Out on the western edge of the Celtic fringe of Europe is this small isolated country, a land of fjord like inlets called Rias, rolling hills and farms, empty beaches and rocky headlands along what is known as the coast of death. The land is beset by mild temperatures and wet rain, there is a pervasive mist that settles over the land almost year round. If it isn’t misty it’s raining, a light even soaking that plumps up the albarino grape in the Rias Baixas and allows a delicious full bodied white wine.
Galicia has age old links with Cornwall, Ireland, Wales and Brittany. The Gallego language is still widely spoken and is a hybrid of Latin, Spanish and Celtic. Folk music is popular and in the village bars it is not unusual to see a band playing using similar instruments to traditional irish groups. There is a slight sense of sadness across the land, it might be something to do with the weather, or the solitude, or the many who emigrate to the Americas- There are said to be more Gallegos in Buenos Aires than all of Galicia. An older man in a bar once tried to explain it to me as being ‘Moreno’ an untranslatable gallego word that means something like wistful, or happy-sad. When the people grow tired of the new world they come back to the wet valleys of their homeland, content with their discontent.
Albarino is the quality white from the region, and is one of the best wines to drink with seafood or strong fish. It’s very different flavour makes it a stand out at any tasting I go to, and for me it is the wine I always choose if it is on a wine list and we are eating seafood. The cool and wet climate is perfect for the white wine grape, and in the shelter of the rias the full flavour develops to perfection.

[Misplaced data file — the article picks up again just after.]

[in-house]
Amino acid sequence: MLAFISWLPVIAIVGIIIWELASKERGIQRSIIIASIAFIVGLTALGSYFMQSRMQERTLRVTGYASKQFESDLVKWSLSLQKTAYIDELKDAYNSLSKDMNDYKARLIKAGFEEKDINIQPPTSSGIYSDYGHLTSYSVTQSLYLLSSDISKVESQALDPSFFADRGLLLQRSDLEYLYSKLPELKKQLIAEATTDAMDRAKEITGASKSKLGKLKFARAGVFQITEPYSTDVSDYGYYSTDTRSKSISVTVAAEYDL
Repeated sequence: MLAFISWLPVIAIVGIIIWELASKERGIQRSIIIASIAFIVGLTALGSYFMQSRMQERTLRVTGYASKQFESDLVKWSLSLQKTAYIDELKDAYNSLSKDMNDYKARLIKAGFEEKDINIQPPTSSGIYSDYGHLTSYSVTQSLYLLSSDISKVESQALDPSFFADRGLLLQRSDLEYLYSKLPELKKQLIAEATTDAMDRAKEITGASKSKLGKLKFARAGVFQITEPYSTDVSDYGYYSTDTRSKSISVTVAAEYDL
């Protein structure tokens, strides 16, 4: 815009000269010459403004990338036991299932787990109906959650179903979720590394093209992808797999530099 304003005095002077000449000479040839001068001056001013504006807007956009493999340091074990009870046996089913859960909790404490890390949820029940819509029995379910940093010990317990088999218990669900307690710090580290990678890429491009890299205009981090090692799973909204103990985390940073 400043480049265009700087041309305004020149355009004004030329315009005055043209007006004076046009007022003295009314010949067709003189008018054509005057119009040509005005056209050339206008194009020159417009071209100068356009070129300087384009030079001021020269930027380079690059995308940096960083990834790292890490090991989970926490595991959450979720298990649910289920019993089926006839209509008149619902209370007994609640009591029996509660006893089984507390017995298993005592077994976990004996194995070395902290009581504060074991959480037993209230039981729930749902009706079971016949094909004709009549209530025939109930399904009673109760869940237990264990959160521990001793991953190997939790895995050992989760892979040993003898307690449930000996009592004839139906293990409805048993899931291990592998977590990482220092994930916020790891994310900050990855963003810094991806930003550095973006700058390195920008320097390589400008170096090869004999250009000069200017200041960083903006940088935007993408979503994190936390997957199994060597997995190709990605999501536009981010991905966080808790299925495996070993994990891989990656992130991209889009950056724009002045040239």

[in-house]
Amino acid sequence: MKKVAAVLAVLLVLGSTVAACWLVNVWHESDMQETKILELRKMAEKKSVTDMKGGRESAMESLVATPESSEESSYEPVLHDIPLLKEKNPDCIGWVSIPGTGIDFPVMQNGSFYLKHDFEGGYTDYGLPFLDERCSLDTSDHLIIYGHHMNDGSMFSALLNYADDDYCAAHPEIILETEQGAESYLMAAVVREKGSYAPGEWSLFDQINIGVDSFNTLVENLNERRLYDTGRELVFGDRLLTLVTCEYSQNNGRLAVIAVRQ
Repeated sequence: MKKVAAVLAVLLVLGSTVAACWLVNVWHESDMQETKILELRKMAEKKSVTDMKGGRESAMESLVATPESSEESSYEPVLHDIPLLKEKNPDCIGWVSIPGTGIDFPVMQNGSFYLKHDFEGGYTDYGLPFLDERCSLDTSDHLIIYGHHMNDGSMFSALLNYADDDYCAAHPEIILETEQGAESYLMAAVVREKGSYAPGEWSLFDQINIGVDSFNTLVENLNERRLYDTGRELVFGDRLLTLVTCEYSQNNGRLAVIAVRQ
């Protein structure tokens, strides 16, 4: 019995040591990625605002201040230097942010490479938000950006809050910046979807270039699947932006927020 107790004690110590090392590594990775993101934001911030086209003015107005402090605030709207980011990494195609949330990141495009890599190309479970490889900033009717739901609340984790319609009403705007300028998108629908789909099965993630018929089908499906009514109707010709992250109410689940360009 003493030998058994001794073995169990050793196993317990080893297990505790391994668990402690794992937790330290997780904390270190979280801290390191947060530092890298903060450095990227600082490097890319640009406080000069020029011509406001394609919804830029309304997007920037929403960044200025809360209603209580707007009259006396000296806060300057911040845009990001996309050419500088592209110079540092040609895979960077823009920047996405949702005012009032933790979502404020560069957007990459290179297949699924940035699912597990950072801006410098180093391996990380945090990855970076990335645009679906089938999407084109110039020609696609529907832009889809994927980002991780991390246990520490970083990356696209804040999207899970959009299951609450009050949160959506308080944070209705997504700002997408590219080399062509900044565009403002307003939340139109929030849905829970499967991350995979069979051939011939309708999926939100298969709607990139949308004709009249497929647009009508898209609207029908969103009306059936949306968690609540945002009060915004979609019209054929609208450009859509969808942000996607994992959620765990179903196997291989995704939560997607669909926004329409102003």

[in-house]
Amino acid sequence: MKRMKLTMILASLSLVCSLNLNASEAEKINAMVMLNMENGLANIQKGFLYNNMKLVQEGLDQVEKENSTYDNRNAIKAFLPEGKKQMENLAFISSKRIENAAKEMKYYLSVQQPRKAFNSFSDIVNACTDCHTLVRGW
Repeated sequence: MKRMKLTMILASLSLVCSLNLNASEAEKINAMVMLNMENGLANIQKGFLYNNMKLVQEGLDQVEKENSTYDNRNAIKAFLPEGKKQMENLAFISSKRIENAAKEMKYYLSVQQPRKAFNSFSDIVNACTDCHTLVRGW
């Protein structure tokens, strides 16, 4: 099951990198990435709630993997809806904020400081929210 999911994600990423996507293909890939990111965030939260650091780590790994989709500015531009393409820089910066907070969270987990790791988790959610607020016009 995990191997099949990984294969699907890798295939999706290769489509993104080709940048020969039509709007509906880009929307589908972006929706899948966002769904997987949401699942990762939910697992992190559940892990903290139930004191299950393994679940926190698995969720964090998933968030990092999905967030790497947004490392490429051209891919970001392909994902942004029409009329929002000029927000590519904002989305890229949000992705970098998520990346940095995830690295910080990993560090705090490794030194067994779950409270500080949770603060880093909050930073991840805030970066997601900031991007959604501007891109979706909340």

Last night we cooked some sardines on the bbq just outside the back door in a cold and wet december gale. The coals glowed bright red in the wind, cooking the sardines fast and searing the salt encrusted flesh. Like all over the iberian peninsula sardines are cooked outside in order to save the house from being too infused with the aromas. We shared them with roast rosemary potatoes, a crisp salad and a hot salsa, and of course plenty of Albarino wine to lift a wintry sunday late afternoon. We reminisced on our travels through the region, and the pervading sense of Celticness and ‘moreno’ that the little country has.
We bought some Maior de Mendoza, an atypical albarinho as it has been stored on the lees. However this has given the wine an added succulence and delightful apricot flavours.